Mahuta was the first Maori leader to negotiate a satisfactory compensation settlement with the New Zealand government for tribal land confiscated under European settlement in the fledgling colony. In a deal completed in late 1994, he won a package worth NZ$170m for his Tainui tribe for the seizure of 485,000 hectares of land in the North Island's Waikato Region 131 years earlier. Significantly for all Maoris, the settlement included the first formal apology given by the Crown to the indigenous people for historical wrongs during colonisation.
He was born Robert Jeremiah Ormsby in Te Kuiti, New Zealand, on 26 April 1939. His father, also Robert Jeremiah Ormsby, was part-Maori. His mother was Te Amohia Ormsby, and her mother was Piupiu Te Wherowhero, a leader within the kahui ariki (Maori royal family). Piupiu was a daughter of Te Wherowhero, the younger son of King Tāwhiao.
Robert Ormsby was adopted by King Korokī at four weeks old, and became the brother of Princess Piki, later the Maori Queen, Dame Te Atairangikaahu. He changed his name by deed poll to Robert Te Kotahi Mahuta when he was 24.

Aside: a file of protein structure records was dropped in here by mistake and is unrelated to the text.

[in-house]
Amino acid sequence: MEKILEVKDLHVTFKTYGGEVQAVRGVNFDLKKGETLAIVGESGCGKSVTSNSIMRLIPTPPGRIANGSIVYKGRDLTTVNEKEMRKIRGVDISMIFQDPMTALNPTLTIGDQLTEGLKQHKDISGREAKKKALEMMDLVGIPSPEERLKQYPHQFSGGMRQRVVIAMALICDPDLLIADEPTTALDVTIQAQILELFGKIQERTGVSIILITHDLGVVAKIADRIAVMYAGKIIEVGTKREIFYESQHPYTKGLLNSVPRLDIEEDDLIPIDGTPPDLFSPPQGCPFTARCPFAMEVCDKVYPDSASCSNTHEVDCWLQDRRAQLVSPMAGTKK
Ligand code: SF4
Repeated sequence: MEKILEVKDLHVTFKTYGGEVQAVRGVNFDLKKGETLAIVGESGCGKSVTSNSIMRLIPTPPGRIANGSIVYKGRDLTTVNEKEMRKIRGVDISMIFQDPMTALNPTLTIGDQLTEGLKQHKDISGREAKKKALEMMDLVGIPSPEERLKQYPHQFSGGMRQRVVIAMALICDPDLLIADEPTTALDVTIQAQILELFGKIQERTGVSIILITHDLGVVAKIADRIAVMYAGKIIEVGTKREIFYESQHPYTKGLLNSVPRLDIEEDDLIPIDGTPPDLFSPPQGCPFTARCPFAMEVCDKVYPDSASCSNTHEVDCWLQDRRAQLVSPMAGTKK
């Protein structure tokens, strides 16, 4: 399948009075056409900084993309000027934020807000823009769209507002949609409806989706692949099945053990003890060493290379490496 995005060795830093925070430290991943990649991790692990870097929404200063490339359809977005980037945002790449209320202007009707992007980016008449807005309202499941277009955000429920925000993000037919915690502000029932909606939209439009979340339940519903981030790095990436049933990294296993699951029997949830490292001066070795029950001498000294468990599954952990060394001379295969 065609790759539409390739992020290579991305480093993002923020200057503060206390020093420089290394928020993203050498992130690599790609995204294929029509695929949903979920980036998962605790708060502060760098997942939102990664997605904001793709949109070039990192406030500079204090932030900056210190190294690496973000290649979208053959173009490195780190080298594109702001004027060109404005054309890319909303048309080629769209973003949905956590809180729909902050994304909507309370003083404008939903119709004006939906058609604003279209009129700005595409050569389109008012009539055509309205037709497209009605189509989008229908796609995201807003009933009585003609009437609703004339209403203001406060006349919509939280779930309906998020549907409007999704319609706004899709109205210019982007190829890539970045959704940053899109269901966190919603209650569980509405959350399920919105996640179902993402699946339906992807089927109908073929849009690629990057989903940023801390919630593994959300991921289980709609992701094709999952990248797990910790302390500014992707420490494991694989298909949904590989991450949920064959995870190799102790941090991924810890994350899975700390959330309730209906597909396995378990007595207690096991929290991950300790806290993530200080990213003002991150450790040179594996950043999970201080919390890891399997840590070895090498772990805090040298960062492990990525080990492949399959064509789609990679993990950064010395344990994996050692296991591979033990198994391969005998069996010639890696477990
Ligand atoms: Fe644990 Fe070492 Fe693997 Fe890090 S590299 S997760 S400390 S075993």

Mahuta married Raiha (née Edmonds) in 1964 and had one son and two daughters. His eldest is a son Tukaroto Mahuta (who has four sons and a grandson). His elder daughter, Nanaia, is a Labour MP (and has one son) and his younger daughter is Tipa (who has one daughter and a granddaughter).
He was the director of Maori Studies and Research at Waikato University from 1972 to 1977. He studied at Wolfson College, Oxford, in 1977. Mahuta served as a Treaty of Waitangi Fisheries Commissioner, Chairman of the Maori Development Corporation and Chairman of the Tainui Maori Trust Board. For his services to the Maori people he was made a Knight Companion of the New Zealand Order of Merit (KNZM) in 1997.
"Sir Robert's achievements are unsurpassed, irrespective of the troubles in recent times," said former Minister of Māori Affairs, Parekura Horomia. Mr Horomia had the utmost respect for Bob and was grateful for the opportunity to work with him, which they did so on numerous occasions.
- Gregory, Angela (2 February 2001). "Sir Robert Mahuta: a flawed colossus". The New Zealand Herald. Retrieved 13 May 2012.
- Barber, David (5 February 2001). "Obituary: Sir Robert Mahuta". The Independent. Retrieved 12 June 2011.
- Cooper, Tracey (1 February 2001). "Sir Robert Mahuta dies". Retrieved 13 May 2012.
- Te Kīngitanga: The People of the Māori King Movement. p. 2. Retrieved 13 May 2012.
- "New Zealand Hansard - Members Sworn. Volume 651. Page 2.". Parliament of New Zealand. 8 December 2008. Retrieved 12 June 2011.